How to stop terrorist TV from trumping military information ops
While the Israel Defense Forces released its video quickly about the armed jihadist mobs who attacked Israeli commandos aboard the blockade-breaking Hamas ship, its speed was good in bureaucratic terms but still too slow for the infosphere.
Allied militaries still must act faster, with the speed of commercial news organizations, and, like journalists, in anticipation of dramatic events as tense situations develop.
We can learn a good lesson from this tragedy. First, the flotilla was designed as a Hamas propaganda operation specifically to provoke an Israeli response and generate media coverage to turn the Hamas operatives and activists into martyrs. Al Jazeera assigned a three-person crew to cover the story since the vessels loaded up in Turkey.
The Israelis monitor Al Jazeera of course, but doesn’t seem to have a strategy for how to deal with it and other pro-terrorist propaganda outlets. One of my colleagues in an information operations discussion group suggests, “The office that monitors Al Jazeera for the IDF should have alerted the EW [electronic warfare] folks on the scene to jam” the pro-Hamas TV transmissions before Israeli commandos boarded the Turkish ship. This did not occur, and the last live dispatch shows a bloody stretcher, talk about a white flag not being honored, etc., and became ‘must use’ footage to any news channel looking for b-roll in order to tell the story.”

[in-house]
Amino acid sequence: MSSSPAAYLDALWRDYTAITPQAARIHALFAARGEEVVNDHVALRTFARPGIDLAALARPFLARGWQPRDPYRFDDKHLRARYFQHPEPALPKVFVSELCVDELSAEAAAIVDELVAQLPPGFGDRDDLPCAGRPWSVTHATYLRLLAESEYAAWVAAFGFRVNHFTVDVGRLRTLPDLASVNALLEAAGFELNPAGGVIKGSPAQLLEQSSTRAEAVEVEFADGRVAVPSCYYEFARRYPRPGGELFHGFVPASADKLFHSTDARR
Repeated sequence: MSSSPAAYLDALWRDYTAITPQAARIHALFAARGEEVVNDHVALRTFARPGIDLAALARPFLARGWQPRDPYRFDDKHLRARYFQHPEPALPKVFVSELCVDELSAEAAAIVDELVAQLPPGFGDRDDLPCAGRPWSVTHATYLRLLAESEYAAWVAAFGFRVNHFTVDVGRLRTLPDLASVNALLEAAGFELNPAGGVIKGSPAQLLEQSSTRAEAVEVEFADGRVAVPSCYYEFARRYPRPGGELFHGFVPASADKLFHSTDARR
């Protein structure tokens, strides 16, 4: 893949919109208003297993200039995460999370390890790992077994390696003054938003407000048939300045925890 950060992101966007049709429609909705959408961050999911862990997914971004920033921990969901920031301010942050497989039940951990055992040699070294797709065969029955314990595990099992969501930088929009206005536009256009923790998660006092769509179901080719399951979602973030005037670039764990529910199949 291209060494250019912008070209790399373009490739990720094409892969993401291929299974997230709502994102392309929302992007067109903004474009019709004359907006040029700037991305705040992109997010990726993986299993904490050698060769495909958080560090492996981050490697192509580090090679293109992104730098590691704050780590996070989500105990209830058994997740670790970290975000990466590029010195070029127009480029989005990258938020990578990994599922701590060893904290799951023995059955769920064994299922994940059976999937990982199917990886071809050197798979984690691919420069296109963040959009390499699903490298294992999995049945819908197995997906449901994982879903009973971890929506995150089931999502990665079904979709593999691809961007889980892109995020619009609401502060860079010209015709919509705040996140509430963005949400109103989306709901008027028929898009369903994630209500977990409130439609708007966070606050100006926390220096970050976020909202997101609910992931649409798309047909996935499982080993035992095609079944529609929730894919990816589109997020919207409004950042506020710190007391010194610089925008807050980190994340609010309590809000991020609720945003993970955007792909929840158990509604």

News outlets around the world used the dramatic footage, including American television. The illustration at top is from an Agence France Presse report circulated globally via Yahoo, falsely reporting that “scores” of people were killed as a result of the Israeli action. (The actual number was 9, after the militants attacked the Israelis.)
The IDF video (shown in the post below), being black-and-white infrared with no sound, was useful in showing how the Israelis boarded without full combat gear and did not use force until attacked by pipe-wielding assailants, was not released for several hours.
In bureaucratic terms, several hours is hypersonic speed. However, in media terms, several hours allows the enemy to gain the propaganda initiative.
This experience shows how the IDF, like the US military, must configure itself with an information operations capability every bit as anticipatory, dramatic, and immediate as any news organization. No need to fabricate or twist facts – just present the military’s side of the story straight, but immediately.